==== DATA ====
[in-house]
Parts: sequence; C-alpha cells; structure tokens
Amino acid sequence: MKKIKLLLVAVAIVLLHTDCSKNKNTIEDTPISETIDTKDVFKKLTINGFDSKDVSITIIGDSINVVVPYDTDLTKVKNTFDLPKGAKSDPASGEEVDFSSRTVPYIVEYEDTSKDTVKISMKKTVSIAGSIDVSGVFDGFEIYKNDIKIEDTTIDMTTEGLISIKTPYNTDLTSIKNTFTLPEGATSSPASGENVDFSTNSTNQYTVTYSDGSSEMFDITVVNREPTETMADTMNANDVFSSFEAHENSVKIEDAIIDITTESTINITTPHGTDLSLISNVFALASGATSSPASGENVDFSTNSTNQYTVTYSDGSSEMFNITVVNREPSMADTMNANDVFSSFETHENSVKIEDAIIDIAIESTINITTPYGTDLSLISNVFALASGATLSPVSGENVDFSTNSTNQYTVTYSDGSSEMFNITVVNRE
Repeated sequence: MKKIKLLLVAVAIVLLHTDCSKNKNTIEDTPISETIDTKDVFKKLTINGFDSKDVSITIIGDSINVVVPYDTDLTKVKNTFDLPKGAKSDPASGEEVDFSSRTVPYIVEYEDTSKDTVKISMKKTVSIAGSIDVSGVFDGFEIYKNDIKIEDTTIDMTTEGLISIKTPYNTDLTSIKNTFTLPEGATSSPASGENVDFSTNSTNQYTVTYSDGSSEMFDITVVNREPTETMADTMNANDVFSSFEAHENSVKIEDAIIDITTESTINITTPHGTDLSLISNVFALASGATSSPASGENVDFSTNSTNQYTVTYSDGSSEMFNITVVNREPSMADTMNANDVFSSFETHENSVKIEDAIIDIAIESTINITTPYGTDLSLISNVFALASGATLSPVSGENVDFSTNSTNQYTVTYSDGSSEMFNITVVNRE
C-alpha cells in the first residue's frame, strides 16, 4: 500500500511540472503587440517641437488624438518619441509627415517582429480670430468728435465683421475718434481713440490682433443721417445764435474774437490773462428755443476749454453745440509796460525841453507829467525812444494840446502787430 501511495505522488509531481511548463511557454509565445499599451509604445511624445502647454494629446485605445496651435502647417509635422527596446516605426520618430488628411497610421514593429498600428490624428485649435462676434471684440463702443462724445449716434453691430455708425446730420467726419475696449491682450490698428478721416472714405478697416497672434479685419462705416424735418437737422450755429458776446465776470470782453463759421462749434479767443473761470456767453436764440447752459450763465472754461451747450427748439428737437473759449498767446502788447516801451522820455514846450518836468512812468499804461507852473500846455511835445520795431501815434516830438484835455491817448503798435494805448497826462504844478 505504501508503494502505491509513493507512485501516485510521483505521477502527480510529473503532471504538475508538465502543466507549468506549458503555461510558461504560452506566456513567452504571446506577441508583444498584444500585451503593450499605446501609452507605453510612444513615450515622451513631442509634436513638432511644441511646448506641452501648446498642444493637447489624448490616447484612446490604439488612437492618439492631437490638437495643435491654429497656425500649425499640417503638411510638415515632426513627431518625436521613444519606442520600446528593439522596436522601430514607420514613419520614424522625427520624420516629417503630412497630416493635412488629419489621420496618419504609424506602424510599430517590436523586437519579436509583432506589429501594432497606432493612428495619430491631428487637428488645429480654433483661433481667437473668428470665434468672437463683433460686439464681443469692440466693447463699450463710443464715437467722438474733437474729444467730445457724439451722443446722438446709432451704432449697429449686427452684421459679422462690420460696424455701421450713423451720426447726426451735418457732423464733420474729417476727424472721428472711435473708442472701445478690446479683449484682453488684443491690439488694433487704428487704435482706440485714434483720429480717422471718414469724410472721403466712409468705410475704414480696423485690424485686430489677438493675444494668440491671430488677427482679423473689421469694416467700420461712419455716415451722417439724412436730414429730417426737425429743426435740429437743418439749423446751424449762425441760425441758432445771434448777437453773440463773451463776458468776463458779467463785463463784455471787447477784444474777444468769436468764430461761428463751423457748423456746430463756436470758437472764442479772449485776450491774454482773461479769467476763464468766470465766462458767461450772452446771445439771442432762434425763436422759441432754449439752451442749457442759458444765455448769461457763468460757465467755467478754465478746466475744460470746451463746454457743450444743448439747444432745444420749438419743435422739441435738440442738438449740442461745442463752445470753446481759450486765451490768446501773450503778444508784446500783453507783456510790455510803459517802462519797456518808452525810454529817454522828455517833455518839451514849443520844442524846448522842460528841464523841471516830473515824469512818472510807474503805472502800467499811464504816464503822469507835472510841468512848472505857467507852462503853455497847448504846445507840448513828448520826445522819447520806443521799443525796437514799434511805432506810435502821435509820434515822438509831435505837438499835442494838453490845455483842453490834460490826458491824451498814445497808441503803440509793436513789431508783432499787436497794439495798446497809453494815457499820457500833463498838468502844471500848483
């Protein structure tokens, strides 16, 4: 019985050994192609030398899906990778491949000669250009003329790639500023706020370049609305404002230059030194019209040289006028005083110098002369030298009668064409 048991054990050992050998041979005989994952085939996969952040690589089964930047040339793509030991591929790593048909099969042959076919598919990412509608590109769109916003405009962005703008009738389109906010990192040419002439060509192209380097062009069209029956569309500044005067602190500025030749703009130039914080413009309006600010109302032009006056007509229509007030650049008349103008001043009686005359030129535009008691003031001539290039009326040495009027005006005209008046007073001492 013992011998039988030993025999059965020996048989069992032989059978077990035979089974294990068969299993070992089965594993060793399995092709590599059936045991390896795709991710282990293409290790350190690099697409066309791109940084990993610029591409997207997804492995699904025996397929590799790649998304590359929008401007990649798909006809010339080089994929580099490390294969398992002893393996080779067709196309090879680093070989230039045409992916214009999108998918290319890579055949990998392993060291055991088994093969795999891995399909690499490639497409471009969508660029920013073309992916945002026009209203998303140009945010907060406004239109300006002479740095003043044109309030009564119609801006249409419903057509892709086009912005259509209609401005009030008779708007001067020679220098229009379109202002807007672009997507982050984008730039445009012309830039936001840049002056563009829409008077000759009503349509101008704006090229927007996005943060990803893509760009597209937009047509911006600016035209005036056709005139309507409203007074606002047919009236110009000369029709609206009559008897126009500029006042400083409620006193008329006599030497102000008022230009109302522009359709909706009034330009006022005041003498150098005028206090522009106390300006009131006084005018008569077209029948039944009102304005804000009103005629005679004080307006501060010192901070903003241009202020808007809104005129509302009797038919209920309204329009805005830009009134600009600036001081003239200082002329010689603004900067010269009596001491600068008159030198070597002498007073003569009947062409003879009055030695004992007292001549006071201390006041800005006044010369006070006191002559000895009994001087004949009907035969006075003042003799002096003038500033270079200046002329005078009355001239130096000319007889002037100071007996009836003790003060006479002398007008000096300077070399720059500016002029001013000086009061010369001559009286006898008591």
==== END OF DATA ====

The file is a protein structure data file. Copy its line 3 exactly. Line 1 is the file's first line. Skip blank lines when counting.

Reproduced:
Amino acid sequence: MKKIKLLLVAVAIVLLHTDCSKNKNTIEDTPISETIDTKDVFKKLTINGFDSKDVSITIIGDSINVVVPYDTDLTKVKNTFDLPKGAKSDPASGEEVDFSSRTVPYIVEYEDTSKDTVKISMKKTVSIAGSIDVSGVFDGFEIYKNDIKIEDTTIDMTTEGLISIKTPYNTDLTSIKNTFTLPEGATSSPASGENVDFSTNSTNQYTVTYSDGSSEMFDITVVNREPTETMADTMNANDVFSSFEAHENSVKIEDAIIDITTESTINITTPHGTDLSLISNVFALASGATSSPASGENVDFSTNSTNQYTVTYSDGSSEMFNITVVNREPSMADTMNANDVFSSFETHENSVKIEDAIIDIAIESTINITTPYGTDLSLISNVFALASGATLSPVSGENVDFSTNSTNQYTVTYSDGSSEMFNITVVNRE